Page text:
There are now 10,000 reptiles on the face of the Earth -- as far as we know it. Actually, according to the Reptile Database, there are 10,038 reptiles ... and counting.
Reptiles, a class that includes snakes, turtles, crocodilians, lizards and tuataras (a distinct group native to New Zealand that resemble lizards), are some of the most ancient animals on the planet -- the class originally evolved over 300 million years ago.
Reptiles are on the high end for number of species in a class -- there 5,500 mammal species and 6,400 amphibians. There are about 10,000 bird species, but fish are the heavy hitters here, with a whopping 32,000 species.
"Officially, we have logged 10,038 reptile species into the database, which is up from 9.052 that was reported in April," said Peter Uetz, founder, editor and curator of the Reptile Database, in a release. "Previously, 10,000 was considered the landmark number because there are approximately 10,000 bird species. However, we can predict that reptiles will be more speciose, at least on paper, than birds very soon. Finally, reptiles will be the most speciose vertebrate group after fish."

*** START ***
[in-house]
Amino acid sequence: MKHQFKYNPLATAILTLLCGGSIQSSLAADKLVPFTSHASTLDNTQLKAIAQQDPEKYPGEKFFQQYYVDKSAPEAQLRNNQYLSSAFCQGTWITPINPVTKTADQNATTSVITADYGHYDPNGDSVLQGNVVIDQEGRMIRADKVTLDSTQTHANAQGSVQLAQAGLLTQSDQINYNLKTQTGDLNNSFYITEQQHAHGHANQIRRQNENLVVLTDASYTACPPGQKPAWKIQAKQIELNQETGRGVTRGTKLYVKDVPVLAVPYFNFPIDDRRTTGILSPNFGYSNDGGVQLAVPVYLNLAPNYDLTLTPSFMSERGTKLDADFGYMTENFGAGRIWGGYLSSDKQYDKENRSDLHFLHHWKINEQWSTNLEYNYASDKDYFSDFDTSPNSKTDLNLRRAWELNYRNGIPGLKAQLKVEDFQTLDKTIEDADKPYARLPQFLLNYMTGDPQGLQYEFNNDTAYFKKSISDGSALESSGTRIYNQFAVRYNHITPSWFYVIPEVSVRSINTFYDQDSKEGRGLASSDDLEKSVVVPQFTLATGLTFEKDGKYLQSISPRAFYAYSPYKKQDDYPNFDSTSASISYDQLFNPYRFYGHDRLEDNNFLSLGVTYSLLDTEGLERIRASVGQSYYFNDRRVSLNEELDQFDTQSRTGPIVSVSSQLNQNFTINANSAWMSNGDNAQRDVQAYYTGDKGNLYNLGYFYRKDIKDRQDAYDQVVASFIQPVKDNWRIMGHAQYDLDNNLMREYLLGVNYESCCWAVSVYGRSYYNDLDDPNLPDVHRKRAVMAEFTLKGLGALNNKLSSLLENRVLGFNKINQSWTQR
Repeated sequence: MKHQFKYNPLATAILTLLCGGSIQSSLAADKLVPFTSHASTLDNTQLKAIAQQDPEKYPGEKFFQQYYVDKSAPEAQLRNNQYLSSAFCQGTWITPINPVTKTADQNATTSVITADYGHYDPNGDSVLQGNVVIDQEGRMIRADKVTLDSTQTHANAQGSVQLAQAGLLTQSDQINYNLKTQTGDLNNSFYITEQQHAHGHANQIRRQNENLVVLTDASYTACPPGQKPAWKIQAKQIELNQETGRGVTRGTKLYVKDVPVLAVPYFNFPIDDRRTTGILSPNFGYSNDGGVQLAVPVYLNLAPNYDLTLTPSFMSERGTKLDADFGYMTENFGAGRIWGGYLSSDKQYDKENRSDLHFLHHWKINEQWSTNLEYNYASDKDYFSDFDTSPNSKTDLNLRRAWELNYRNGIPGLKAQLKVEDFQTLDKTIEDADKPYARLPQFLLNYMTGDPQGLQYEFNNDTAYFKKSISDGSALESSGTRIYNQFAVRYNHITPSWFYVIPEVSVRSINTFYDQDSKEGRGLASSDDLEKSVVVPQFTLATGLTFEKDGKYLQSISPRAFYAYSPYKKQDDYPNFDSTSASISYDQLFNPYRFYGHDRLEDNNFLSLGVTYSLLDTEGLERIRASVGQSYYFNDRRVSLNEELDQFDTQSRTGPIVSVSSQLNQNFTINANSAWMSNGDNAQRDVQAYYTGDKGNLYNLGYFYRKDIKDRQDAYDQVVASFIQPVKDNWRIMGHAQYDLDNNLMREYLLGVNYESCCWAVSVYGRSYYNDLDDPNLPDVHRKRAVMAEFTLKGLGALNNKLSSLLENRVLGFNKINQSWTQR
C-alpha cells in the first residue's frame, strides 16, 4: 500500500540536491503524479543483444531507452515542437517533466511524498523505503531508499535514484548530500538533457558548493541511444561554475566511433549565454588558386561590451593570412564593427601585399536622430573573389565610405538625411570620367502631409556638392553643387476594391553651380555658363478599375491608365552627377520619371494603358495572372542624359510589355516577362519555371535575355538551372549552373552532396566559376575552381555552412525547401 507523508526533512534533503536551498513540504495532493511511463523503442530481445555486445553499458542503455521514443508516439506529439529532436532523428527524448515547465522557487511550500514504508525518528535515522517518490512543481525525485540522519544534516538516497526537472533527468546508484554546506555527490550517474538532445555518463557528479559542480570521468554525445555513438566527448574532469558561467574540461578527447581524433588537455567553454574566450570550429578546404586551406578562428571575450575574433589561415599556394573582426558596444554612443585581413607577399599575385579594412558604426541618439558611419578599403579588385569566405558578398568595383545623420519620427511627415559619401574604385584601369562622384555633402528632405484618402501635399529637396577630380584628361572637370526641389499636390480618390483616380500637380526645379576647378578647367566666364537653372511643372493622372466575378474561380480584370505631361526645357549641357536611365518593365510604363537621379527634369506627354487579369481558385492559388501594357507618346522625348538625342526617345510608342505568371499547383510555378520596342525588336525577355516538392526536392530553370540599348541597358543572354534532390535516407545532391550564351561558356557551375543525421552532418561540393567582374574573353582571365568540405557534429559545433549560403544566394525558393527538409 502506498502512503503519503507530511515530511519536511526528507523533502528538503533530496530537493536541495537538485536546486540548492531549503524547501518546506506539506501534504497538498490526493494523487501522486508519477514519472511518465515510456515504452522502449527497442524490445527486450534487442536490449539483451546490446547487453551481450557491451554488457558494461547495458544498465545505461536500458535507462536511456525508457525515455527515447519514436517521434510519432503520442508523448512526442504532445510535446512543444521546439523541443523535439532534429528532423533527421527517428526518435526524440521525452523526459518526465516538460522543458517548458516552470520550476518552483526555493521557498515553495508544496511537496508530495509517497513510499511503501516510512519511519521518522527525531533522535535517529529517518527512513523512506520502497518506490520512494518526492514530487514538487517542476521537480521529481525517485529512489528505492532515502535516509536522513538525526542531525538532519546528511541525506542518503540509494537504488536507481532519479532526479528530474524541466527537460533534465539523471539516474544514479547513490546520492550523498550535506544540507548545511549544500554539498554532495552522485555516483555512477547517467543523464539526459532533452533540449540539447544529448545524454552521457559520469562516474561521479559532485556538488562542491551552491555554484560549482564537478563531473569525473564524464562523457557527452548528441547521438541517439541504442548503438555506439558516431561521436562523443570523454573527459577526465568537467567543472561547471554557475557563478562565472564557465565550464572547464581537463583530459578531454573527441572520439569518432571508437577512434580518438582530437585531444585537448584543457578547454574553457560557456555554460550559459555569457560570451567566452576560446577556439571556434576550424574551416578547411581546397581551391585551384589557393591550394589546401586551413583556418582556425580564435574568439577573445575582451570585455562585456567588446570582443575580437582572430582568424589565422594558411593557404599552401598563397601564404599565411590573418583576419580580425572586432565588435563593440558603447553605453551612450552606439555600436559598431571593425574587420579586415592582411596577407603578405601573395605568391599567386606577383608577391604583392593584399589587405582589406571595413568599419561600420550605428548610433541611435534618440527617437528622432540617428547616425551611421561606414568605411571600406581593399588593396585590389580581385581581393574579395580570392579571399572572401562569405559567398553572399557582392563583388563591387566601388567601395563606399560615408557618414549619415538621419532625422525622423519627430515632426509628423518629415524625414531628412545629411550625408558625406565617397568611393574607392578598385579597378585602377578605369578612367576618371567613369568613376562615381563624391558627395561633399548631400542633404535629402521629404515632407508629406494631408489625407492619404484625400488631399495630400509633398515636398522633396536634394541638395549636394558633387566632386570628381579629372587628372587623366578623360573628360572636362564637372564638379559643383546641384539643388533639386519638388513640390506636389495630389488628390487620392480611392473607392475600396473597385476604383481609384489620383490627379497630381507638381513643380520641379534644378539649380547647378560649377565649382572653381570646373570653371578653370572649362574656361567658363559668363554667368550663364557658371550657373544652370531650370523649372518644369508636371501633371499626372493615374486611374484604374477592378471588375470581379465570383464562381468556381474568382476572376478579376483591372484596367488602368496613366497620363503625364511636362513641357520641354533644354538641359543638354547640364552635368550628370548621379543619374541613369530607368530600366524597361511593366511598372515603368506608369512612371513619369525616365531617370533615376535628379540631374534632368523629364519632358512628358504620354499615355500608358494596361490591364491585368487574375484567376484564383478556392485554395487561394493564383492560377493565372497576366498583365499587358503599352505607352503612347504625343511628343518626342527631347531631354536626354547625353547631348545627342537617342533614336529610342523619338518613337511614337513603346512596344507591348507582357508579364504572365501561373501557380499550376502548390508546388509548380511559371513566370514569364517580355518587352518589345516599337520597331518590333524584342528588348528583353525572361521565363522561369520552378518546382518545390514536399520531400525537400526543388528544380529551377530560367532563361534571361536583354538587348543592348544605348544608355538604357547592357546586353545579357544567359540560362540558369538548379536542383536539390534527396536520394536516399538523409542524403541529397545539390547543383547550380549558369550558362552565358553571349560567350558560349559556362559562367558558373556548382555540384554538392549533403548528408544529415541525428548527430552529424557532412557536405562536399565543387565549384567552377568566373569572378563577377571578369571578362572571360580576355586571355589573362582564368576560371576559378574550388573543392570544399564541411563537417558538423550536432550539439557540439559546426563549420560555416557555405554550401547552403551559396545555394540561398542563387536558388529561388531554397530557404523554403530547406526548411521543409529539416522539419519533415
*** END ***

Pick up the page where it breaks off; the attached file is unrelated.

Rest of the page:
Despite their large numbers, reptiles are sorely in need of conservation and underrepresented on the IUCN Red List, as Mongabay points out. Only 43 percent of reptiles have been evaluated by IUCN -- compared to all mammals and birds, and 90 percent of amphibians. Hopefully, the recent milestone will bring attention to the class and a change to that sad statistic.
So who was the lucky number 10,000? A small gecko native to Laos dubbed Cyrtodactylus vilaphongi tipped the scale, according to the database. The gecko was only described in July -- though the species has probably been around a couple hundred million years by now.